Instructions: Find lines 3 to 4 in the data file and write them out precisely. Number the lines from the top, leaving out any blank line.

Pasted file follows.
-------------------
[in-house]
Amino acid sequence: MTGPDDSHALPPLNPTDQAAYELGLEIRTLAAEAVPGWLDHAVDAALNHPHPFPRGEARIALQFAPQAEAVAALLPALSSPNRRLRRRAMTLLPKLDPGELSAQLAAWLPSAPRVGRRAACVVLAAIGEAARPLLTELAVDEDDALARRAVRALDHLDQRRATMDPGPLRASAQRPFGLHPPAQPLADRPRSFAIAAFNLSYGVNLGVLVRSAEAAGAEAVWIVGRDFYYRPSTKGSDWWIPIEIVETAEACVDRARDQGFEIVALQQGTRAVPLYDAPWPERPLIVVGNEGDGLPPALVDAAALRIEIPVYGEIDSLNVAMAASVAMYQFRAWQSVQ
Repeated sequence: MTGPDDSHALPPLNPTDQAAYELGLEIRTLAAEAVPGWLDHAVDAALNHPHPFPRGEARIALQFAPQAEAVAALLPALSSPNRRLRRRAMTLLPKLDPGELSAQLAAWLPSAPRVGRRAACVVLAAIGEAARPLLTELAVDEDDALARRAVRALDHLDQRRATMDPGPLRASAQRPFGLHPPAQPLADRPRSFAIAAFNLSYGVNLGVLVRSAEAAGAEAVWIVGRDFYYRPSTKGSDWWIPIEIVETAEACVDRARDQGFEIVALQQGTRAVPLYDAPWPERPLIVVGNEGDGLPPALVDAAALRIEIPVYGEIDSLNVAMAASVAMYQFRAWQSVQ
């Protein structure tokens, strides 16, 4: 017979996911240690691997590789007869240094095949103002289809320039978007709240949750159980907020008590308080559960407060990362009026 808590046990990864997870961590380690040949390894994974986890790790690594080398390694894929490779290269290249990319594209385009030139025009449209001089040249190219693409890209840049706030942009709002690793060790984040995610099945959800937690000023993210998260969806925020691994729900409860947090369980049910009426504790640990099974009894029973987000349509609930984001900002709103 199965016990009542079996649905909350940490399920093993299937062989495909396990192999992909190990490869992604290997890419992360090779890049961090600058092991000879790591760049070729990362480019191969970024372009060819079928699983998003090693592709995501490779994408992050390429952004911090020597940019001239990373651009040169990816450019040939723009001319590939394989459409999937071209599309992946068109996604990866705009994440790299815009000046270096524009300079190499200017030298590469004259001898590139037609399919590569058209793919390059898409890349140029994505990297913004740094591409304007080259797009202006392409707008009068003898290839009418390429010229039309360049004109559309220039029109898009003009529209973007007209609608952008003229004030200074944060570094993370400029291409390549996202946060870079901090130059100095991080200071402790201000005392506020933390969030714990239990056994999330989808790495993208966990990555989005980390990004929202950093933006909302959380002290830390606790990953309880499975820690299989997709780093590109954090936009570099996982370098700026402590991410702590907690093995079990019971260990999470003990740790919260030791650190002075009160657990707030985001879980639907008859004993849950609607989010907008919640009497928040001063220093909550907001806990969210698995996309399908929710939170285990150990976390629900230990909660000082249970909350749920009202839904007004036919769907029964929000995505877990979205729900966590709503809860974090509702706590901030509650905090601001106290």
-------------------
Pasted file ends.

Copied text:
Repeated sequence: MTGPDDSHALPPLNPTDQAAYELGLEIRTLAAEAVPGWLDHAVDAALNHPHPFPRGEARIALQFAPQAEAVAALLPALSSPNRRLRRRAMTLLPKLDPGELSAQLAAWLPSAPRVGRRAACVVLAAIGEAARPLLTELAVDEDDALARRAVRALDHLDQRRATMDPGPLRASAQRPFGLHPPAQPLADRPRSFAIAAFNLSYGVNLGVLVRSAEAAGAEAVWIVGRDFYYRPSTKGSDWWIPIEIVETAEACVDRARDQGFEIVALQQGTRAVPLYDAPWPERPLIVVGNEGDGLPPALVDAAALRIEIPVYGEIDSLNVAMAASVAMYQFRAWQSVQ
């Protein structure tokens, strides 16, 4: 017979996911240690691997590789007869240094095949103002289809320039978007709240949750159980907020008590308080559960407060990362009026 808590046990990864997870961590380690040949390894994974986890790790690594080398390694894929490779290269290249990319594209385009030139025009449209001089040249190219693409890209840049706030942009709002690793060790984040995610099945959800937690000023993210998260969806925020691994729900409860947090369980049910009426504790640990099974009894029973987000349509609930984001900002709103 199965016990009542079996649905909350940490399920093993299937062989495909396990192999992909190990490869992604290997890419992360090779890049961090600058092991000879790591760049070729990362480019191969970024372009060819079928699983998003090693592709995501490779994408992050390429952004911090020597940019001239990373651009040169990816450019040939723009001319590939394989459409999937071209599309992946068109996604990866705009994440790299815009000046270096524009300079190499200017030298590469004259001898590139037609399919590569058209793919390059898409890349140029994505990297913004740094591409304007080259797009202006392409707008009068003898290839009418390429010229039309360049004109559309220039029109898009003009529209973007007209609608952008003229004030200074944060570094993370400029291409390549996202946060870079901090130059100095991080200071402790201000005392506020933390969030714990239990056994999330989808790495993208966990990555989005980390990004929202950093933006909302959380002290830390606790990953309880499975820690299989997709780093590109954090936009570099996982370098700026402590991410702590907690093995079990019971260990999470003990740790919260030791650190002075009160657990707030985001879980639907008859004993849950609607989010907008919640009497928040001063220093909550907001806990969210698995996309399908929710939170285990150990976390629900230990909660000082249970909350749920009202839904007004036919769907029964929000995505877990979205729900966590709503809860974090509702706590901030509650905090601001106290």